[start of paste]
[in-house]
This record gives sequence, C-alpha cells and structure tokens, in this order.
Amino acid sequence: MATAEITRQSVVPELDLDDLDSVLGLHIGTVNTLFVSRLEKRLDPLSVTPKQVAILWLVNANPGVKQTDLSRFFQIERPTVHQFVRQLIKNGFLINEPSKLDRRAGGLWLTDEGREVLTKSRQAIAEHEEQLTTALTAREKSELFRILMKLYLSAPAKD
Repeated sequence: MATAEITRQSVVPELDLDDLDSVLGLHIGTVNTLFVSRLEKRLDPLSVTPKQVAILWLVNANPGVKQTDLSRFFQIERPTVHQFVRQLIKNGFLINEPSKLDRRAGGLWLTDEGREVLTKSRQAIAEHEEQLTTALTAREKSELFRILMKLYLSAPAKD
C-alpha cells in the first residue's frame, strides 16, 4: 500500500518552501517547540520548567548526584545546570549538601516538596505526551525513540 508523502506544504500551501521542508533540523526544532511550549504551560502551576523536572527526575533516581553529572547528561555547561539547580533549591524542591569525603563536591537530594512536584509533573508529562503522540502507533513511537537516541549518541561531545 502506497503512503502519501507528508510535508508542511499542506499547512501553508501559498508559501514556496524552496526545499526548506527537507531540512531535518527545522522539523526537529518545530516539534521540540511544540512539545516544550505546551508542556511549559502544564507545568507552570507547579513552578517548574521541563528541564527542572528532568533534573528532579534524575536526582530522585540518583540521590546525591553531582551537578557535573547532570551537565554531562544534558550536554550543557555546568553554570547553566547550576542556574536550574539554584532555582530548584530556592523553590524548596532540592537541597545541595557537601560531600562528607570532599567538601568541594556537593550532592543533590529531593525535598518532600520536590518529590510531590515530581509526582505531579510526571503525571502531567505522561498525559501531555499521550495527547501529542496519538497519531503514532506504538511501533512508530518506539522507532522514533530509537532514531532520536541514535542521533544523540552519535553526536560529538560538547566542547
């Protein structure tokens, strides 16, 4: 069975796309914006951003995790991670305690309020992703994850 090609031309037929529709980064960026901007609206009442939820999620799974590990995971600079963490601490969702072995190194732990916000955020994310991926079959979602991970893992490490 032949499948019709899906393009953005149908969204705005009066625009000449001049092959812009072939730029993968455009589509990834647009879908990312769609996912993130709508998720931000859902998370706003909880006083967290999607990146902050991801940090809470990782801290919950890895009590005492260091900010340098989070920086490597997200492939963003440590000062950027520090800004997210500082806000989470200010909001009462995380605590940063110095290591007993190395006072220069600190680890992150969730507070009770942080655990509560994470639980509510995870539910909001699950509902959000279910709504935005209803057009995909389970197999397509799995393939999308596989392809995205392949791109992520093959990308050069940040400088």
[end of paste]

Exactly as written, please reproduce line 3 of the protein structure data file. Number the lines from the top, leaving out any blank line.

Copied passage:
Amino acid sequence: MATAEITRQSVVPELDLDDLDSVLGLHIGTVNTLFVSRLEKRLDPLSVTPKQVAILWLVNANPGVKQTDLSRFFQIERPTVHQFVRQLIKNGFLINEPSKLDRRAGGLWLTDEGREVLTKSRQAIAEHEEQLTTALTAREKSELFRILMKLYLSAPAKD